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Q&A: The Ins and Outs of Form 941

Is a church with only one employee who is a minister required to file this form?

Last Reviewed: January 25, 2021
Q&A: The Ins and Outs of Form 941
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Should a church with no nonminister employees and only one minister file the quarterly 941 form (employer's quarterly federal tax return)?

Form 941 reports the number of employees and amount of Social Security and Medicare taxes and withheld income taxes that are payable. Form 941 contains a box on line 4 that is checked if wages and other compensation are not subject to Social Security or Medicare tax. This box should be checked if your church filed a timely Form 8274 with the IRS, exempting itself from the employer’s share of Social Security and Medicare taxes.

Clergy wages

The wages of ministers who report their income taxes as employees are reported on line 2 along with the wages of nonminister employees. Do not include a minister’s housing allowance on this line, since it will not be reported on the Form W-2 issued to the minister. However, ministers’ wages are exempt from tax withholding, so no amount will be entered on line 3 with respect to minister employees unless they have elected voluntary tax withholding.

Ministers are deemed to be self-employed for Social Security with respect to services performed in the exercise of ministry, so they do not pay the employee’s share of Social Security or Medicare taxes, and their employing church does not pay the employer’s share of these taxes. Instead, ministers pay the self-employment tax. As a result, no amount is entered on lines 5a through 5d.

Churches with only one employee

Some smaller churches have only one employee (the minister). They also may have another worker, such as a part-time custodian, who is self-employed for tax reporting purposes. Are these churches required to file a Form 941? Consider the following.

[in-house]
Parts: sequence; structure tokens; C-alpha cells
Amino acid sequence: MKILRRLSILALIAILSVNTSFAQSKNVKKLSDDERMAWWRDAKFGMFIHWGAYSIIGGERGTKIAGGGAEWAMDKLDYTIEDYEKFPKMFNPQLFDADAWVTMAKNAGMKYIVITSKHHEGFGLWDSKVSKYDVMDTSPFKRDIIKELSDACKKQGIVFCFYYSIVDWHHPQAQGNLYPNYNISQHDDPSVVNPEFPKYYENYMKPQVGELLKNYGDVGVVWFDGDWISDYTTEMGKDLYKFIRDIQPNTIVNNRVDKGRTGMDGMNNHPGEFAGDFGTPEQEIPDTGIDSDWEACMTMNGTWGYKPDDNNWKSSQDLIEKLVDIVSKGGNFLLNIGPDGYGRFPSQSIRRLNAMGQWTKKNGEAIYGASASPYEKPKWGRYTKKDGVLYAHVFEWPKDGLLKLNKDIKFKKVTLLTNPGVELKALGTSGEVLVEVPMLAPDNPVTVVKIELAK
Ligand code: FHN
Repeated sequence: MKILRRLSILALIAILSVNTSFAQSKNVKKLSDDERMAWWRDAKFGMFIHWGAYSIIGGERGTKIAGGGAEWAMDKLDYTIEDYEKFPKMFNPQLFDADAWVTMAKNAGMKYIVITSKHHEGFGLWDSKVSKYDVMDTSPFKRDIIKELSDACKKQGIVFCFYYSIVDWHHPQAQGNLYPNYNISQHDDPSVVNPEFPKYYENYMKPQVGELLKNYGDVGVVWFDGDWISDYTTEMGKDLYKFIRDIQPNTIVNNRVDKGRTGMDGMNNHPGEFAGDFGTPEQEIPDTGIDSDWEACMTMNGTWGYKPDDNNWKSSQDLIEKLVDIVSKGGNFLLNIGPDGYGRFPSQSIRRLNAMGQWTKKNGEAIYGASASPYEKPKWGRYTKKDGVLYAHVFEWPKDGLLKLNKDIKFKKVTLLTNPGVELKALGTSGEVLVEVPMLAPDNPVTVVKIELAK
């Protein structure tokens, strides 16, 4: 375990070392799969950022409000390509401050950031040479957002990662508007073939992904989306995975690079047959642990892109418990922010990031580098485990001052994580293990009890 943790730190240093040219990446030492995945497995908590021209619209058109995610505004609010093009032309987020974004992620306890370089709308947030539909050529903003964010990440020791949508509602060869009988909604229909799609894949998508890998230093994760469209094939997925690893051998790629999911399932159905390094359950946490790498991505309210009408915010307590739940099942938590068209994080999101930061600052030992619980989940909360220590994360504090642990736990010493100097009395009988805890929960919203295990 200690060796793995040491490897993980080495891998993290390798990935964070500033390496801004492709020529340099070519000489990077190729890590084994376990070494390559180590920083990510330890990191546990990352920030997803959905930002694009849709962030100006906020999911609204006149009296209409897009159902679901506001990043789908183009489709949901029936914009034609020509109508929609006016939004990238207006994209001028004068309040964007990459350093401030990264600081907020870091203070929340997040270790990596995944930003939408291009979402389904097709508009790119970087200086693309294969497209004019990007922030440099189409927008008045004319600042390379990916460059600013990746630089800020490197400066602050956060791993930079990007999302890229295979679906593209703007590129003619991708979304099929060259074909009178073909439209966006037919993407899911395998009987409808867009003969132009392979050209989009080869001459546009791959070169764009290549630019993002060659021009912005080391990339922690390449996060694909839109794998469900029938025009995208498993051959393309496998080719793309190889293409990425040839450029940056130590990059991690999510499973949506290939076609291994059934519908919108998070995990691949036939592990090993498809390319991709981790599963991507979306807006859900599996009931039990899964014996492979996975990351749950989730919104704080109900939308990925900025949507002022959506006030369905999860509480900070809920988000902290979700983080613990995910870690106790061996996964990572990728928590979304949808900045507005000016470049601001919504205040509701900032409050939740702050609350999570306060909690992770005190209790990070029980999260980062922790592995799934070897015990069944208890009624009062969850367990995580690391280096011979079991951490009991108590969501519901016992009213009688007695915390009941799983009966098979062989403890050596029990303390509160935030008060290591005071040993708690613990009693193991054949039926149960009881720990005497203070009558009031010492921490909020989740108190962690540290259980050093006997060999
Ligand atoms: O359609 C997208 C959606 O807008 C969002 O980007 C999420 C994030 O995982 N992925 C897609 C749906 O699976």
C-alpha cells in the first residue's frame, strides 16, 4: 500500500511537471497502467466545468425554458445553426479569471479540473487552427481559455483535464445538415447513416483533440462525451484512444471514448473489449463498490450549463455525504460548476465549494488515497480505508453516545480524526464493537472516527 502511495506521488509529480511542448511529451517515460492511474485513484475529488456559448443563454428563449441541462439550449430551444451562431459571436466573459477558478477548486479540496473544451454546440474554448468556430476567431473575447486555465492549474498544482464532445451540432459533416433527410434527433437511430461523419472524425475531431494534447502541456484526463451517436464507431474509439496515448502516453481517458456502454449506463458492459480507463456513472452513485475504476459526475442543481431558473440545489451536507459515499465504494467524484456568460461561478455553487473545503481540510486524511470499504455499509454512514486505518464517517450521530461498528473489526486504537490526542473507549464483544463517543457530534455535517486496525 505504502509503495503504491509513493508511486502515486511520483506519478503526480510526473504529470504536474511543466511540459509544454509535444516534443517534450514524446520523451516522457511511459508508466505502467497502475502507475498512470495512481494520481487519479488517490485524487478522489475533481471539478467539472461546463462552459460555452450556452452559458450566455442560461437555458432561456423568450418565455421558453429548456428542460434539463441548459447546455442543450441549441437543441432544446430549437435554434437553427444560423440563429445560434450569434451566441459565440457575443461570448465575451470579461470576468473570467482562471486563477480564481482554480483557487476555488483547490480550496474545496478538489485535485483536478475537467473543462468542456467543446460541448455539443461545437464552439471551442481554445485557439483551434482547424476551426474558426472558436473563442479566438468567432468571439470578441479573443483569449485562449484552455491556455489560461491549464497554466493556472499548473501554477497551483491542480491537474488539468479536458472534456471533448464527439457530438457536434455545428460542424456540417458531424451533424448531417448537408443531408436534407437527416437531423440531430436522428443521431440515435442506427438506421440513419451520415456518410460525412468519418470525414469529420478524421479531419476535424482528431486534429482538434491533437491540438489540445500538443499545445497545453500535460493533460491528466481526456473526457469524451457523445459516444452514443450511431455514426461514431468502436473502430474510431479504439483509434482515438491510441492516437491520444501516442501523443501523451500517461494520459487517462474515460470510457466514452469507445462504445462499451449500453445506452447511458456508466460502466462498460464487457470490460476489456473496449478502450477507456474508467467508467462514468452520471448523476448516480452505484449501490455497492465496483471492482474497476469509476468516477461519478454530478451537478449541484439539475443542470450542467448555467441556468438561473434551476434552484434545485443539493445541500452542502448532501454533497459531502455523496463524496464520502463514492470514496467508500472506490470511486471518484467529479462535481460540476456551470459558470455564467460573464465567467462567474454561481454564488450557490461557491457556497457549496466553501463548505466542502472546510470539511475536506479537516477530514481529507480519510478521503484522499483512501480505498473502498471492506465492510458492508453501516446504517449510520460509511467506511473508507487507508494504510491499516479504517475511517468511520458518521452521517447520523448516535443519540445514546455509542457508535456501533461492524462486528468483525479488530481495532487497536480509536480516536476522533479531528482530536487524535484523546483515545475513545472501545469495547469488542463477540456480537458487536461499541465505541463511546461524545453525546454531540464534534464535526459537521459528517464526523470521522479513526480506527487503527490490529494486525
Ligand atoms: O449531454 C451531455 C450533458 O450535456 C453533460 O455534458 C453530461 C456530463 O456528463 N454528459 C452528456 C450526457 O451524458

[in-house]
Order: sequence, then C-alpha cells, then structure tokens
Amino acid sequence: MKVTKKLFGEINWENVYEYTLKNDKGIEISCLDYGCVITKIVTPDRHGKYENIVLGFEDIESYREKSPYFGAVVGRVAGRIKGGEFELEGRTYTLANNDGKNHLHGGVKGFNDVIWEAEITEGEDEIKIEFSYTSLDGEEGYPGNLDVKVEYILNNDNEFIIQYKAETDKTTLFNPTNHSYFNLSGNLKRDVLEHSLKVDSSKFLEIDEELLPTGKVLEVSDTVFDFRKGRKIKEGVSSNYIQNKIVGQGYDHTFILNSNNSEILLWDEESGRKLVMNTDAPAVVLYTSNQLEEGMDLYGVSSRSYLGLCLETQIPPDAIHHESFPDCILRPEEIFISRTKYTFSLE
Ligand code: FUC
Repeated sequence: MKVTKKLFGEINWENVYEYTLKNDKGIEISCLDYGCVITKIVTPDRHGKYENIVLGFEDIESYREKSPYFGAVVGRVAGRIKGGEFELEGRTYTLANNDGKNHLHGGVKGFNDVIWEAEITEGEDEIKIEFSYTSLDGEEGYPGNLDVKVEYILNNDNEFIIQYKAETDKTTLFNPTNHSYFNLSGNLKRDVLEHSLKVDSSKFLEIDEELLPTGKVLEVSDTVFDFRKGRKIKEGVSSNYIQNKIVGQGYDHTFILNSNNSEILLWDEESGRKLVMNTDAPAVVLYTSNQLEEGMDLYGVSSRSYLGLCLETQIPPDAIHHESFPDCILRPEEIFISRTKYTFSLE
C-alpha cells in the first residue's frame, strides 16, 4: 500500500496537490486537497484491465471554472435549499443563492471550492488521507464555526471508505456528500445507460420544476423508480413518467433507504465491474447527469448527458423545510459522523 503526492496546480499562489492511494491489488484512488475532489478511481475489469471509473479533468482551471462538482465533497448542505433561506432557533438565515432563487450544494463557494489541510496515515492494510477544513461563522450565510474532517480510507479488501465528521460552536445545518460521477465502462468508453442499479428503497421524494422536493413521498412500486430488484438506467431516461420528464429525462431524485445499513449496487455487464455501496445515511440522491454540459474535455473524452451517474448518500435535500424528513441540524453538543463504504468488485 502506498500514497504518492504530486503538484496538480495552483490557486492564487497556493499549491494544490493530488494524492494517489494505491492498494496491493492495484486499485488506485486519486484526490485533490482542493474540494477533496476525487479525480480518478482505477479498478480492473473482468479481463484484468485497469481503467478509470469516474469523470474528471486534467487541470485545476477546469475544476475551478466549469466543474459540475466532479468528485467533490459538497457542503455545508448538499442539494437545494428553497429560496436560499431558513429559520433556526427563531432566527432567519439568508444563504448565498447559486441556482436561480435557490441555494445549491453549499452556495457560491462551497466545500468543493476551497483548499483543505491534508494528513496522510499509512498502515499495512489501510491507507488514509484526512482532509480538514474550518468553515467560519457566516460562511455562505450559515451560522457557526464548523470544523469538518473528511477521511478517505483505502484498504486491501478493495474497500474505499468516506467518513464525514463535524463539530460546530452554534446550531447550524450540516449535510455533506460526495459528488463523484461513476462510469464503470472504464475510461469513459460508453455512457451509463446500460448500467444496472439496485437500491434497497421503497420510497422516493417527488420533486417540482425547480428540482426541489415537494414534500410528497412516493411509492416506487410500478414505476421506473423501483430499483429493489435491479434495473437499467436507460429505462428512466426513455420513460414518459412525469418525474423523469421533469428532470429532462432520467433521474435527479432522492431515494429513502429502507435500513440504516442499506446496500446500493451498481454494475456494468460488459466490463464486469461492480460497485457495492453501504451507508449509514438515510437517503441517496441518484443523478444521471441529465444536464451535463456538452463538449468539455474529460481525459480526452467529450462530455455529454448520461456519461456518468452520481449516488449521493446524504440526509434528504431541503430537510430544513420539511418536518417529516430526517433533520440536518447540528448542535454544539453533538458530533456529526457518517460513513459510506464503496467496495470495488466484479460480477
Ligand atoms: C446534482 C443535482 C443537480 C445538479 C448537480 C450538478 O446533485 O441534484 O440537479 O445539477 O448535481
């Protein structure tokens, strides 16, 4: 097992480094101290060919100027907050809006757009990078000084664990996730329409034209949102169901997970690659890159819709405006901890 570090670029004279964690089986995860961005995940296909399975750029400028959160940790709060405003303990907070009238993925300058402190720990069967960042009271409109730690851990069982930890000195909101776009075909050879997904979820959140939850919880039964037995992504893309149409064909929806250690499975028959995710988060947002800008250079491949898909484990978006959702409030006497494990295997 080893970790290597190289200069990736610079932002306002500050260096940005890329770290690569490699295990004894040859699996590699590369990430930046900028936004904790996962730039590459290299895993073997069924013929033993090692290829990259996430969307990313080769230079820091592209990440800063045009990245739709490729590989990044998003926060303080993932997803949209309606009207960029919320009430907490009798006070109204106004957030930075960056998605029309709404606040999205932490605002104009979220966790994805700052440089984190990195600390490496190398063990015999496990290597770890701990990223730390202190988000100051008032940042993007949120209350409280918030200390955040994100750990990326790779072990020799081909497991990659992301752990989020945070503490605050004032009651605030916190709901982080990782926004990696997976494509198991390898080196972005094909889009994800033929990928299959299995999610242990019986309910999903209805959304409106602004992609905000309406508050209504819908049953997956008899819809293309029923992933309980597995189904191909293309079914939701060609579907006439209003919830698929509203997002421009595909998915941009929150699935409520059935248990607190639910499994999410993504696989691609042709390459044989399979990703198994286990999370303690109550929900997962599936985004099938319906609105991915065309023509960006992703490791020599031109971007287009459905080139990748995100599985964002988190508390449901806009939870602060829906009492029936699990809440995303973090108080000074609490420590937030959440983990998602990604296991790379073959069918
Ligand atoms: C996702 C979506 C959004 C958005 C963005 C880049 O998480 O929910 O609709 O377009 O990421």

IRS regulation 31.6011(a)-4(a)(1) states: “Every person required to make a return of income tax withheld from wages pursuant to section 3402 shall make a return for the first calendar quarter in which the person is required to deduct and withhold such tax and for each subsequent calendar quarter, whether or not wages are paid therein, until the person has filed a final return.”

According to this regulation, only those employers that are required to withhold income taxes from the wages of employees pursuant to section 3402 of the tax code are required to file a Form 941.

Section 3401(a)(9) states that employee wages subject to income tax withholding do not include compensation paid for “services performed by a duly ordained, commissioned, or licensed minister of a church in the exercise of his ministry or by a member of a religious order in the exercise of duties required by such order.” As a result, the wages of a minister are not subject to income tax withholding; therefore, according to the above-quoted regulation, the minister’s employing church is not required to file a Form 941 if the minister is the only employee.

If the church employs nonminister employees, it would have to file Forms 941, since the wages of these employees would be subject to income tax withholding. The same would be true if a church has only one employee, its minister, who has elected voluntary income tax withholding.

Similarly, the instructions to IRS Form 941 state: “File your initial Form 941 for the quarter in which you first paid wages that are subject to Social Security and Medicare taxes or subject to federal income tax withholding.” Since a church with only one employee (its minister) does not pay wages subject to Social Security or Medicare taxes or to income tax withholding, it is not required to file Form 941.

In conclusion, note three additional points:

  1. It is being assumed that the sole minister has not elected voluntary withholding.
  2. The same analysis would apply to a church with more than one minister-employee, so long as there are no nonminister employees.
  3. Issuing the minister a Form W-2 without filing quarterly Forms 941 will present an apparent discrepancy that may trigger an IRS inquiry. On the other hand, submitting Forms 941 that report a minister’s wages but no Social Security and Medicare withholdings will also raise questions. In either case, the apparent discrepancy can be easily explained.

Form 941 is due on the last day of the month following the end of each calendar quarter.

Tip. You can call the IRS toll free at 1-800-829-4933 for answers to your questions about completing Form 941, tax deposit rules, or obtaining an EIN.

Related Topics:
  • September 6, 2019
  • Last Reviewed: January 25, 2021

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